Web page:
In fact, if you want to invest in companies the billionaire himself finds attractive — companies that are easy to understand, have predictable and proven earnings, can be bought at a reasonable prices and companies that have “economic moats” or a unique advantage — there’s a simple way to do just that.
Using Berkshire’s U.S. Securities and Exchange Commission 13F filing, you can invest (and hopefully profit) like a pro.
“I look for companies that have a) a business we understand; b) favorable long-term economics; c) able and trustworthy management; and d) a sensible price tag,” Buffett once wrote. “We like to buy the whole business or, if management is our partner, at least 80%. When control-type purchases of equity aren’t available, though, we are also happy to simply buy small portions of great businesses by way of stock market purchases. It’s better to have a part interest in the Hope Diamond than to own all of a rhinestone.”
If you’re not looking to buy up companies across the United States, stick with the basics and make stock market purchases in Warren Buffett’s signature style.
Still not sure where to start? Let’s take a look at three top Berkshire Hathaway stocks that Buffett is watching now.
Berkshire Hathaway Stocks: Kroger (KR)
Over the last weeks, shares of Kroger (NYSE:KR) rallied from a February 2020 low of $26.87 to a high of $30.64. The rally comes after Berkshire Hathaway disclosed it bought 18.9 million shares for $549.1 million.
“Obviously, it’s a big vote of confidence in Kroger, the management team and its strategy,” Oppenheimer analyst Rupesh Parikh said. “We don’t know if it’s Warren Buffett or some of the other portfolio managers that made this investment. But it’s a clear positive to have Warren Buffett involved, and it definitely helps the stock from a support perspective.”
However, not everyone agrees with Berkshire Hathaway’s purchase. Jefferies analyst Christopher Mandeville argues there’s no long-term appeal with Kroger, as it continues to lose share to its competition. He also argues return on invested capital continues to deteriorate.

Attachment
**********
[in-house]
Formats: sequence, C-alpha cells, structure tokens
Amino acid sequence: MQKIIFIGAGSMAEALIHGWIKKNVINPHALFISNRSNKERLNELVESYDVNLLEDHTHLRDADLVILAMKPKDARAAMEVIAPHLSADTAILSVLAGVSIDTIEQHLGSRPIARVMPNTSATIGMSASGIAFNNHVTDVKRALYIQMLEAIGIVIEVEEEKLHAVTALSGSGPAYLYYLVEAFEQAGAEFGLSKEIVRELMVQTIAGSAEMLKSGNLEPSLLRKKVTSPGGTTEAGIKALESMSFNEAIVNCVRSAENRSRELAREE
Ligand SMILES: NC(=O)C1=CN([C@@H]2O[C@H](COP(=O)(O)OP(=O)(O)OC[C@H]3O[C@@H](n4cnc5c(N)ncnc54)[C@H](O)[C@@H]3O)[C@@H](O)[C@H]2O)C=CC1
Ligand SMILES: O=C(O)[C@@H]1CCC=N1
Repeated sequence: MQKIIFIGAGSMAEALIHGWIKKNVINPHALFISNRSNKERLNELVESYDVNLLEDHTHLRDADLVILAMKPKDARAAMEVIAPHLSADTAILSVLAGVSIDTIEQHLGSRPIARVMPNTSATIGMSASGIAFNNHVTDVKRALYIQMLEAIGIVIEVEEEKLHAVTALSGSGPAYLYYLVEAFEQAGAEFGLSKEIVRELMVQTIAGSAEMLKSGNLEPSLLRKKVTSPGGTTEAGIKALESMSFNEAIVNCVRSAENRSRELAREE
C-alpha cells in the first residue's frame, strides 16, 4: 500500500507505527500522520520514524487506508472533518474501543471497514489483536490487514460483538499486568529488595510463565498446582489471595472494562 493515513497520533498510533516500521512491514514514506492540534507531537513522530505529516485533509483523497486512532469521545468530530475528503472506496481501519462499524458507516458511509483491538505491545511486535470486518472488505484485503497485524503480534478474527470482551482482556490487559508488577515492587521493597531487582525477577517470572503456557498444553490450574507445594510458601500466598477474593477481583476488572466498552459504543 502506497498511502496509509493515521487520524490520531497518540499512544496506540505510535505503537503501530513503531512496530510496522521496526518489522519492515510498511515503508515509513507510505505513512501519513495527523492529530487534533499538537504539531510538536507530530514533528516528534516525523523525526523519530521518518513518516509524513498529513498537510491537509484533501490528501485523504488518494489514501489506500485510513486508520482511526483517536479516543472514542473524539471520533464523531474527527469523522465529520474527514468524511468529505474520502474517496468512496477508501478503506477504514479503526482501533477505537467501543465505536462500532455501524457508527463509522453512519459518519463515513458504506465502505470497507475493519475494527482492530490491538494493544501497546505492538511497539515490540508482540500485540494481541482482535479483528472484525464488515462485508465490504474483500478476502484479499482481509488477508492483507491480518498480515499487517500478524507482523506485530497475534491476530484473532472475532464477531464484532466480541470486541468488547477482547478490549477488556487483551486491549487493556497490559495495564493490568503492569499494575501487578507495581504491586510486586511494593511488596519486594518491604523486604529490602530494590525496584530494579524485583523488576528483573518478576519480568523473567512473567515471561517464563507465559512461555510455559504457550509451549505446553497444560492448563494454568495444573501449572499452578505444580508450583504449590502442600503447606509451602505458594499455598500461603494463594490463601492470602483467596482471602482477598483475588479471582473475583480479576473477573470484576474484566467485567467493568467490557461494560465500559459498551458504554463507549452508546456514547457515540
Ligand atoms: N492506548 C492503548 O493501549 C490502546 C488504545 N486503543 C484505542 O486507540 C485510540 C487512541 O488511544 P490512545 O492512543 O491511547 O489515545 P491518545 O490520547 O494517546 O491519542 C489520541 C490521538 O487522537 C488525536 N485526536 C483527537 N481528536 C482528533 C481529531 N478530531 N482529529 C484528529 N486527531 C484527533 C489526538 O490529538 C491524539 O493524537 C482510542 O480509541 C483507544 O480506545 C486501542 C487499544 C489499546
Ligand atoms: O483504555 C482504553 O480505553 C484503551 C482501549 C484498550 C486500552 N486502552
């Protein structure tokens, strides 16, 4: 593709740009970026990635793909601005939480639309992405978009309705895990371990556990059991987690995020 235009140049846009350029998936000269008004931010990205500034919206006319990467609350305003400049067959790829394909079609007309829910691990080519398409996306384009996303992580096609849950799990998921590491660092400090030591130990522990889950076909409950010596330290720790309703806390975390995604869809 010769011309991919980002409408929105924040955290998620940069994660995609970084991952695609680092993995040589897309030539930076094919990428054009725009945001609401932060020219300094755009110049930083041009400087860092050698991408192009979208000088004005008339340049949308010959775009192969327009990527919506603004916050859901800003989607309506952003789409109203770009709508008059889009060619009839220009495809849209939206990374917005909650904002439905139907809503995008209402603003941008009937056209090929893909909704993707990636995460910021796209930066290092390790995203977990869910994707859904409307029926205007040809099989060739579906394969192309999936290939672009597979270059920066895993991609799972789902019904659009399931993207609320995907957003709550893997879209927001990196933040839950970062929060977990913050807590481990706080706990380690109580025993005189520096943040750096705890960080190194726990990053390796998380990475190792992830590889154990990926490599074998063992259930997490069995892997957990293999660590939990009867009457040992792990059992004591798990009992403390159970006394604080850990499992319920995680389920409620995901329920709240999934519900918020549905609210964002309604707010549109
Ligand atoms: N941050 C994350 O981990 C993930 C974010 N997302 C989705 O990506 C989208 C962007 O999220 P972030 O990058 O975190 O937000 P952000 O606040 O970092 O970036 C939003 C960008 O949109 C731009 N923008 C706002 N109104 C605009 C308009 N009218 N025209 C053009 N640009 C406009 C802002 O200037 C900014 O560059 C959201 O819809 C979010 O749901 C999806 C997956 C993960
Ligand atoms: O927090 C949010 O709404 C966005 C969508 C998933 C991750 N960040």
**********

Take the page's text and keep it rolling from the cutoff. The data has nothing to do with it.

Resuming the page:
R5 Capital analyst Matt Siler also disagrees with Berkshire.
“While we have great respect for Berkshire, its track record in consumables is mixed (Kraft (NASDAQ:KHC) recently and Walmart (NYSE:WMT) a few years ago). We see most of the risk to the upside on Kroger more around events, including selling real estate or some form of M&A, as our research strongly points to continued business pressures.”
It’s not clear exactly how this investment will play out, but Kroger stock is definitely one for Buffett aficionados to add to their lists.
Since the start of February 2020, shares of Biogen (NASDAQ:BIIB) exploded from a low of $269.76 to a recent high of $336. This rally comes after Berkshire disclosed it bought 649,000 shares of Biogen, worth $192 million. Berkshire’s bet may be riding on winning U.S. Food and Drug Administration approval for aducanumab, which is under development for Alzheimer’s disease.
While the drug failed in a 2019 late-stage study, Biogen stunned analysts with an announcement it would file for approval based on new analysis from a larger data set.
If Biogen were to win FDA approval, the stock could explode higher. However, if it again fails, shares of the biotech stock could certainly plunge.
While taking big bets on Kroger and Biogen, Berkshire did reduce its holding in Apple (NASDAQ:AAPL) by 3.7 million shares. It’s possible that Buffett had nothing to do with this decrease. We have to remember that his investing team can buy and sell stocks.
Still, Berkshire has a monumental stake in a company that just posted its highest quarterly revenue ever thanks to the iPhone 11, iPhone 11 Pro and records set by the services and wearables division.
“Our very strong business performance drove an all-time net income record of $22.2 billion and generated operating cash flow of $30.5 billion,” Apple CFO Luca Maestri said about the first quarter. “We also returned nearly $25 billion to shareholders during the quarter, including $20 billion in share repurchases and $3.5 billion in dividends and equivalents, as we maintain our target of reaching a net cash neutral position over time.”
Ian Cooper, a contributor to InvestorPlace.com, has been analyzing stocks and options for web-based advisories since 1999. As of this writing, Ian Cooper did not hold a position in any of the aforementioned securities.